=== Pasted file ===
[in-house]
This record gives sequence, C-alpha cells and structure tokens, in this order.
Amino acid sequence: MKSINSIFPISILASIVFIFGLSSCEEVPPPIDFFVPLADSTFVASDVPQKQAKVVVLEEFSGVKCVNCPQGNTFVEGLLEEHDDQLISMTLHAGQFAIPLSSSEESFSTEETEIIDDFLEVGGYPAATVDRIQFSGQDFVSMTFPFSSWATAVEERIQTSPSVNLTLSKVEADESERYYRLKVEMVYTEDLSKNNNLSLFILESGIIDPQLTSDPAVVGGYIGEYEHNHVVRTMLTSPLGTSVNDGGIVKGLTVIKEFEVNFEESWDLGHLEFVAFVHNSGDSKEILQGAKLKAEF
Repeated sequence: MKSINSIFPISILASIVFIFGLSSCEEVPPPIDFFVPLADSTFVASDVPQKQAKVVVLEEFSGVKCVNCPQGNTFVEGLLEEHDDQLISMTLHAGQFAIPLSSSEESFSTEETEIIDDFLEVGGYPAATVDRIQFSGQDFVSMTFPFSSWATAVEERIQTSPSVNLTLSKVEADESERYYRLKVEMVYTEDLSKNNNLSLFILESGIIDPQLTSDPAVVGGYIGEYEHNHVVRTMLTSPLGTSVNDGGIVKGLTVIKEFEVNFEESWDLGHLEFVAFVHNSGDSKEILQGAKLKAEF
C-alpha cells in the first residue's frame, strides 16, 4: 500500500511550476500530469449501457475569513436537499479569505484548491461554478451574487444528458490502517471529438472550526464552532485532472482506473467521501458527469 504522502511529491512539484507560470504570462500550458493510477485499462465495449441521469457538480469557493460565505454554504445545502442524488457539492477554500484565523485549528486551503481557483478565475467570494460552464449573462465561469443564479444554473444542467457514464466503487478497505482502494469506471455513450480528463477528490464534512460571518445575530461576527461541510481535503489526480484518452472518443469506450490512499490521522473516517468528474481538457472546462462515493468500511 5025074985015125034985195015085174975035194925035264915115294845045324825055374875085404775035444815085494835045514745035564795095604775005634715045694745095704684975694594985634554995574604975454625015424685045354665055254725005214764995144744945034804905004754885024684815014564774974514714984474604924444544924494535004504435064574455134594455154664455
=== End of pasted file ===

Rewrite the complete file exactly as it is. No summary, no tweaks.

[in-house]
This record gives sequence, C-alpha cells and structure tokens, in this order.
Amino acid sequence: MKSINSIFPISILASIVFIFGLSSCEEVPPPIDFFVPLADSTFVASDVPQKQAKVVVLEEFSGVKCVNCPQGNTFVEGLLEEHDDQLISMTLHAGQFAIPLSSSEESFSTEETEIIDDFLEVGGYPAATVDRIQFSGQDFVSMTFPFSSWATAVEERIQTSPSVNLTLSKVEADESERYYRLKVEMVYTEDLSKNNNLSLFILESGIIDPQLTSDPAVVGGYIGEYEHNHVVRTMLTSPLGTSVNDGGIVKGLTVIKEFEVNFEESWDLGHLEFVAFVHNSGDSKEILQGAKLKAEF
Repeated sequence: MKSINSIFPISILASIVFIFGLSSCEEVPPPIDFFVPLADSTFVASDVPQKQAKVVVLEEFSGVKCVNCPQGNTFVEGLLEEHDDQLISMTLHAGQFAIPLSSSEESFSTEETEIIDDFLEVGGYPAATVDRIQFSGQDFVSMTFPFSSWATAVEERIQTSPSVNLTLSKVEADESERYYRLKVEMVYTEDLSKNNNLSLFILESGIIDPQLTSDPAVVGGYIGEYEHNHVVRTMLTSPLGTSVNDGGIVKGLTVIKEFEVNFEESWDLGHLEFVAFVHNSGDSKEILQGAKLKAEF
C-alpha cells in the first residue's frame, strides 16, 4: 500500500511550476500530469449501457475569513436537499479569505484548491461554478451574487444528458490502517471529438472550526464552532485532472482506473467521501458527469 504522502511529491512539484507560470504570462500550458493510477485499462465495449441521469457538480469557493460565505454554504445545502442524488457539492477554500484565523485549528486551503481557483478565475467570494460552464449573462465561469443564479444554473444542467457514464466503487478497505482502494469506471455513450480528463477528490464534512460571518445575530461576527461541510481535503489526480484518452472518443469506450490512499490521522473516517468528474481538457472546462462515493468500511 5025074985015125034985195015085174975035194925035264915115294845045324825055374875085404775035444815085494835045514745035564795095604775005634715045694745095704684975694594985634554995574604975454625015424685045354665055254725005214764995144744945034804905004754885024684815014564774974514714984474604924444544924494535004504435064574455134594455154664455